Finding the Best Storage Location
The best location for the storage of your collection would be in a room that is cool, dry and where blinds or curtains can be used to block natural light. In fact, few of us have the luxury of having a spare room that we can devote to storage, and have to make due with closets, cupboards and under the beds. While it is possible to adapt many spaces in the house for storage, try to avoid using attics and basements, which are usually without climate control, suffering the largest swings of temperature and relative humidity.
Once you have decided on a location, you should think about the following:
- if you live in a climate where humidity is high during some part of the year, make sure that there is some way to circulate the air to avoid mildew problems (even a fan will help); consider using a dehumidifier to bring humidity down to a more moderate level
- if you live in a climate where humidity is low during some part of the year, consider raising the level of humidity slightly with a humidifier
- block windows with shades or blinds
- have a house-keeping plan for your storage area(s) as dust and dirt attract insects
- avoid storing items directly on the floor; carpet beetles in particular like to take up resi-dence between the floor and the back of your rug.
If you have the space, bolted together metal shelving can be used to store your collection. Pad the shelving with a cushioning material like bubble-wrapping so that the edges of the shelves do not make indentations on the rugs.
If you are storing your collection in wooden drawers or on wooden shelves, it is important to provide a buffer between the wood acids and your collection. There are at least two options:
- line the drawers or shelves with acid-free tissue or acid-free barrier paper (see supplier list below); the paper should be adequate to absorb excess acids for two or three years before it needs to be changed
- coat wood with water-borne polyurethane varnish and allow it to dry thoroughly; use an additional physical barrier such as bubble-wrap or a layer of cotton sheeting or muslin.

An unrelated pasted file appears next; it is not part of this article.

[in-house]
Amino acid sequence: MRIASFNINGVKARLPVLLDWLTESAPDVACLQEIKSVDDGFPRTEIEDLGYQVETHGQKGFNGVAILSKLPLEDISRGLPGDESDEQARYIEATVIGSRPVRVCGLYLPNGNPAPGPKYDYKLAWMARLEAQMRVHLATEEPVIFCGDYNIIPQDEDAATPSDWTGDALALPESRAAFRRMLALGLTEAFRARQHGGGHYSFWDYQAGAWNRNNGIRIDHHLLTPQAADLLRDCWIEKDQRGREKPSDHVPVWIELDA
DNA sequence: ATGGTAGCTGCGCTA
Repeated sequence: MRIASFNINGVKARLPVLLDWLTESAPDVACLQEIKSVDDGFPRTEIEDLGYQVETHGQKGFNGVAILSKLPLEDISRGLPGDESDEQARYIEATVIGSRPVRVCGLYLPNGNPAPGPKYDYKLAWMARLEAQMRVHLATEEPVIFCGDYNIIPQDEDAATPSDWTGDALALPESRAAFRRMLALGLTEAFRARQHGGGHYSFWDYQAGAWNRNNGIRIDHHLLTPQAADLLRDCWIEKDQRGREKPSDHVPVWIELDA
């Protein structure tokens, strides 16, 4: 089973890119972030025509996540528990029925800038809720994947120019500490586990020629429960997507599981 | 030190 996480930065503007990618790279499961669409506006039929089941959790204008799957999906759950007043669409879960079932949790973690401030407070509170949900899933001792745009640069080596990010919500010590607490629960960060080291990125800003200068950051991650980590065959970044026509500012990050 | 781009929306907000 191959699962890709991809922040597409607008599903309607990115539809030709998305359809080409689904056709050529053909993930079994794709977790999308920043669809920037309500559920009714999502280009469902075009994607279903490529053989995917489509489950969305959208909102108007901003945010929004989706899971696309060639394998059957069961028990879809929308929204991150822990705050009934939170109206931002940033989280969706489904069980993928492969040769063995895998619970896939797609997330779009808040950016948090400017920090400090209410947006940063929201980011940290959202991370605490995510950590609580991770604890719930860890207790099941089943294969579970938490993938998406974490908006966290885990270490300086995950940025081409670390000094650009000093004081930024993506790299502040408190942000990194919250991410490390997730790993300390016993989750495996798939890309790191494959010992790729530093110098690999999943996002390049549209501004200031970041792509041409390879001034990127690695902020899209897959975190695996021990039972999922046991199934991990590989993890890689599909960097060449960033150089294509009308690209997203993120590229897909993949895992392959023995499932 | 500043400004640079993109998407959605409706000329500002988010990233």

The best way to store rugs is to keep them rolled. Obviously, if you fold a rug for a long period of time, creases will form. Additionally, the foundation of the rug will weaken from the pressure being exerted on the folded area, and if brittle, the foundation can break.
It is also best to roll a rug around a support tube (avoid using polyvinyl chloride tubing PVC pipe which can give off damaging chemicals as the PVC breaks down). Again, there are two options:
- acid-free, archival tubes are the best choice (although expensive at over $2.00/foot); 3" diameter rug tubes are usually the best choice as they are very sturdy
- a regular cardboard rug tube can be adapted by wrapping the tube with a layer of acid-free tissue; generally it takes several sheets lined up together to cover the length of the tube, so to hold all of the pieces in place and to insure that they last as you roll and unroll your collection, cover the tissue with a layer of washed cotton sheeting or muslin before rolling the rug around the tube.
Pile in or pile out? The debate goes on. Here are some things to consider:
- what is the condition of the pile? Is it fragile, with loss of knots? Is the pile silk?
- what is the condition of the foundation? Are there numerous splits and breaks? Is it brittle?
The overall condition of the piece should determine the method of rolling. In general, the pile is more vulnerable than the foundation, so all things being equal, it is better to roll with the pile in. If the foundation is weaker than the pile, or if a lining has been sewn on the rug, roll with the foundation in. If a rug is lined, wrinkling will always occur during rolling; it is therefore better to roll with the lining in, thus allowing the lining rather than the rug to wrinkle. In addition, roll in the direction of the pile rather than against the pile to avoid abrading the pile or placing stress on the knots.